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Social Business Held Back by Corporate Culture, Not Technology

Social Business, Social Business Held Back by Corporate Culture, Not TechnologyHardly a day goes by without talk of how social business and social technologies are transforming the workplace. Like all areas of business there are obstacles to achieving social business goals and some of them are not that obvious. Recently, we asked one of IBM’s social business heavy-hitters what she thought the major obstacles were, and how to overcome them.

The biggest problem according to Heidi Ambler, Director, IBM Social Business, is not technology, but culture. In this case, the culture they are talking about is the business and corporate culture that exists in the enterprise.

What Social Technology Is Best?

Before looking at this in more detail, let’s just clarify what we are discussing. For Ambler, connecting disparate workers is one of the biggest challenges facing enterprises at the moment.

The explosion in social technologies raises the question as to what specific technologies will meet enterprise needs. Enterprises now have the choice of email and instant messaging, as well as video communications and wikis, social networks and enterprise blogs.

Even with ongoing improvements in social networks, email is still the most widely used application for internal and external communication within the enterprises. For 1-to-1 communication when employees want to share concise data, notes and ideas with one another email is still dominant.

However, there are scenarios where different forms of communication can be beneficial: for example, conducting real-time, back-and-forth conversation is best for instant messaging, as multiple emails in a row can quickly overload inboxes.

Additionally, communities within enterprise social networks work best for project management and group collaboration, as email chains can quickly get confusing and lead to lost information, or miscommunication.

Corporate Obstacles To Social Business

While deciding what kind of collaboration application will work best for a given workforce can be difficult, this should be part of overall enterprise technology planning and should, as such, be already well defined.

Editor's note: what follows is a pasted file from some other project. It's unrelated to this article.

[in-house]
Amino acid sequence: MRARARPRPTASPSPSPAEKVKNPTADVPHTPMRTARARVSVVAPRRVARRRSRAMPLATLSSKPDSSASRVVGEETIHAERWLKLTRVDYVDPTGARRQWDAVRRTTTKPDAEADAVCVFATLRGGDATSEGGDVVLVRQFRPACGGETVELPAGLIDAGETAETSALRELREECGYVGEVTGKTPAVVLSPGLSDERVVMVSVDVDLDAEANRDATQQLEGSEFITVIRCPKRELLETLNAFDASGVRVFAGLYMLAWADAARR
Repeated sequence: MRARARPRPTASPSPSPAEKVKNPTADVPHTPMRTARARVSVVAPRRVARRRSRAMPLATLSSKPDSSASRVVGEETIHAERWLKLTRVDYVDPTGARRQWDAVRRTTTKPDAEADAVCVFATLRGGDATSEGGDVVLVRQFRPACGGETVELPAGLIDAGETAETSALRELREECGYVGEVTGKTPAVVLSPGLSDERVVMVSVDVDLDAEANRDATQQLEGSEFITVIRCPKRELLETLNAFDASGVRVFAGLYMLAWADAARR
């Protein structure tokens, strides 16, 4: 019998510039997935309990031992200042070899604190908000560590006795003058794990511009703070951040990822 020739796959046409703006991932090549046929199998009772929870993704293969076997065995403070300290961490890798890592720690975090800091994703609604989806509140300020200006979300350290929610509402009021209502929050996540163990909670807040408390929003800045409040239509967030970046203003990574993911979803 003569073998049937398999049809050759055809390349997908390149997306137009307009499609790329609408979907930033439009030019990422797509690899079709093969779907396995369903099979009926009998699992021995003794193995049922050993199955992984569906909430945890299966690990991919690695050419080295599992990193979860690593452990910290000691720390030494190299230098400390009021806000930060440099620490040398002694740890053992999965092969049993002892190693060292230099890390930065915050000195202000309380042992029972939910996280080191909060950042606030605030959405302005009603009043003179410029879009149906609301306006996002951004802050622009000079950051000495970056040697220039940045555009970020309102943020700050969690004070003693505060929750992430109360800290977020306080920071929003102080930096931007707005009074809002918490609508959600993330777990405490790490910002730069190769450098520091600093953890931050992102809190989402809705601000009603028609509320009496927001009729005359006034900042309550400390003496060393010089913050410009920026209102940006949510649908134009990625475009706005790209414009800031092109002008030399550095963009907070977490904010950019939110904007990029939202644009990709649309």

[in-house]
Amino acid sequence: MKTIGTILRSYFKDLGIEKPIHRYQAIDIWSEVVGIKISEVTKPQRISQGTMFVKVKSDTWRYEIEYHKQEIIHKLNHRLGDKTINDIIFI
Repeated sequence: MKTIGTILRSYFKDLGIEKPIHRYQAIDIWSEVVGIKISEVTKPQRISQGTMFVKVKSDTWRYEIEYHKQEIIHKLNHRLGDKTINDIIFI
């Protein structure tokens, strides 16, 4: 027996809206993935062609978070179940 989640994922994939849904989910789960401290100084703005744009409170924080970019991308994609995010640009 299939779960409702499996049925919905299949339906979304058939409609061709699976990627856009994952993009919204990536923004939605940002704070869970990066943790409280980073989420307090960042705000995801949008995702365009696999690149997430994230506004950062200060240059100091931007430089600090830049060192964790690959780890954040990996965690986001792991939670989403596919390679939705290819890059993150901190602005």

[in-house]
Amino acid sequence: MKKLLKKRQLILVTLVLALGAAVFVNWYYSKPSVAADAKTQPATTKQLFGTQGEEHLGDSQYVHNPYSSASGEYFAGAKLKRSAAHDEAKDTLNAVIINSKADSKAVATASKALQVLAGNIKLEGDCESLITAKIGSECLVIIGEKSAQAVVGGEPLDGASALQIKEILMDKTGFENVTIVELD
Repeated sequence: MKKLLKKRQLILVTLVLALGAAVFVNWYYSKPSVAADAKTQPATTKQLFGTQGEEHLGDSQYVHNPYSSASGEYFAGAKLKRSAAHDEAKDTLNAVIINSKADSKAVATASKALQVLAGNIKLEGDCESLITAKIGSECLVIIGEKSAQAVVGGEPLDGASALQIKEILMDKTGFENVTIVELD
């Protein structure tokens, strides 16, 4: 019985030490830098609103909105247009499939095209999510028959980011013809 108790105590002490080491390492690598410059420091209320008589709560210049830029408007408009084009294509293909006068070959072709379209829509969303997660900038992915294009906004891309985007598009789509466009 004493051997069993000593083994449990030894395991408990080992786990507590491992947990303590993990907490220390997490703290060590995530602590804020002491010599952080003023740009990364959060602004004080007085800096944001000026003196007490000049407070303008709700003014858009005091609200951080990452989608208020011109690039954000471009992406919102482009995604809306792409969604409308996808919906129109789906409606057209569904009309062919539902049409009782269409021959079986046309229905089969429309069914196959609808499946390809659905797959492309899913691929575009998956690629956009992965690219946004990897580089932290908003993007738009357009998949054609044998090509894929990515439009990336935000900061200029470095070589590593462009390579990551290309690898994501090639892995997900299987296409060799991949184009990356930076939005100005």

Generally speaking, Ambler says, the most common obstacle to social business success is culture. Organizations, they say, need to ask themselves whether they can develop and encourage a culture that is open and transparent, and ready to listen to and collaborate with employees, partners and customers.

It is absolutely critical that organizations foster a culture of sharing in order for their social business transformation to be a success. The practice of social business is meant to break down organizational silos, connect employees across departments and hierarchies, and allow for true collaboration and innovation across the ecosystem.

This is not the first time we have seen this, but how do you overcome cultural challenges? Ambler says that you must start at the top. Senior leadership needs to be at the forefront, adopting and encouraging the use of social applications:

…at IBM, where social is ingrained into our daily business processes, senior leadership takes an active role in engaging our ecosystem of employees, partners and customers using social tools whether its video blogs, communities, micro-blogging and more. We've also launched interactive, educational and social programs,” she said.

On the back of this she advises enterprises to look at existing infrastructure, management support and organizational culture, and identify what channels fit best into those structures to meet employee needs.

Social Business In The Cloud

They also suggested a cloud-based solution to the problem of social collaboration. A cloud collaboration suite integrates social and collaborative features in a single view, enabling users to seamlessly switch from application to application in the same screen and access their information everywhere, Buisan says.

Over the past few years cloud computing has matured to a point where it’s considered a mainstream technology service and will be worth US$ 214 billion by 2020, according to IBM estimates.

Similarly, social networking for business has exploded over the past several years with businesses now adopting social networks to better connect their employees, partners and clients and to transform the way they do business globally.

 

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